Essentially, a non-concelebrating priest isn’t performing the sacrifice of the mass and thus isn’t confecting the Eucharist as a celebrant would.

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Thank you Father!

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InThePew, thank you for referencing Fr. McNamara’s column. Yes, I ran across it as I was doing my research. It is a valuable resource supporting the fact that non-concelebrating priests are to receive Eucharist through a minister.
As he stated, nowhere does it explicitly say “this is what you do when a non-concelebrating priest comes forward for communion.”
But, if I am going to go up against a diocesan liturgist - who is a priest and a stickler for the rules. I had better have more than an online column to back me up. It sounds like other Dioceses are training their deacons in the same manner.

In the interest of crossing all my “T’s”, I’m hoping someone out there has run across some obscure document that addresses this.

Thanks so much for your help. It really is the best I’ve gotten so far.

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You’re welcome. Tbh it sounds like you’re in one of those situations where even if you had a letter from the Pope himself it wouldn’t make a difference! At the end of the day, some battles just aren’t worth the aggravation!

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:slightly_smiling_face: Yes! I agree completely! And laughing heartily about the “letter from the pope”. You are so right.

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Does this have to be a conflict right off the bat instead of just a discussion? Couldn’t you frame it as, “I don’t understand this, when Fr .Mcnamara says X, can you explain it to me?” rather than, “I’m concerned that abuse is going on.”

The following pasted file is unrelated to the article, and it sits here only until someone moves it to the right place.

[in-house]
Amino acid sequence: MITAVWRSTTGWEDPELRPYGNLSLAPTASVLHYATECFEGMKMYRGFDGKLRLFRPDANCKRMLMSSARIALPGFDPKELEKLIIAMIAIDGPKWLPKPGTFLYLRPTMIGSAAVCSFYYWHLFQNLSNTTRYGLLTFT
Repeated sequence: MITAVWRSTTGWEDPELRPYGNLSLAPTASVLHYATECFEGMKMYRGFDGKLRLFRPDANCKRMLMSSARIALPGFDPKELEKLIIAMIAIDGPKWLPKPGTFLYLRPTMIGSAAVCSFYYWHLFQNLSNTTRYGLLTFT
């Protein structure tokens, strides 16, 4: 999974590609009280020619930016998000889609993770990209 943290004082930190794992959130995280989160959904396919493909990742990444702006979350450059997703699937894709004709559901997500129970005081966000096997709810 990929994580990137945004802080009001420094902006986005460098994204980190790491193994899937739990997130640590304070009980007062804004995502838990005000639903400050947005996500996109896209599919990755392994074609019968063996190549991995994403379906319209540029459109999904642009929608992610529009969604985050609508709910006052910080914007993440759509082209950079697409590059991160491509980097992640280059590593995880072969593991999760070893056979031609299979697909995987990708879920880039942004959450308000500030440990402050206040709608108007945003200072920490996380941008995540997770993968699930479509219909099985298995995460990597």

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InThePew, Arrrgh! Just when I thought I had this whole issue buttoned up, a priest tells me: “It doesn’t matter what the documents say. The bishop is the supreme authority in his diocese and can set any rule he wants as long as it doesn’t go against doctrine. If the bishop says that priests are to self-communicate when they come up to communion, then that’s the law in that diocese.” He then related a story about how, in the diocese of Madison, Wis, the bishop forbade any priest from offering the Blood of Christ to anyone (besides the concelebrants), and so that’s the rule in that diocese. Frustrating! So, if I understand this correctly, there are “best practices and recommended procedures”, but the bishop can ultimately do whatever he wants. Is this really the case?

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A bishop can make local laws for his own diocese (for example relating to Extraordinary ministers, communion under both kinds altar servers, etc) but these laws can’t conflict with universal law. That said, you’re fighting an unwinnable battle unfortunately and, at the end of the day, it’s not your problem. So just go along with what they want and save yourself the aggravation!

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Fr, I understand your advice, and I don’t disagree with it. But we were always taught that self-communicating is blasphemy, a very serious sin. If this is an example of self-communicating, would the EMHC be guilty in any way of material cooperation with evil?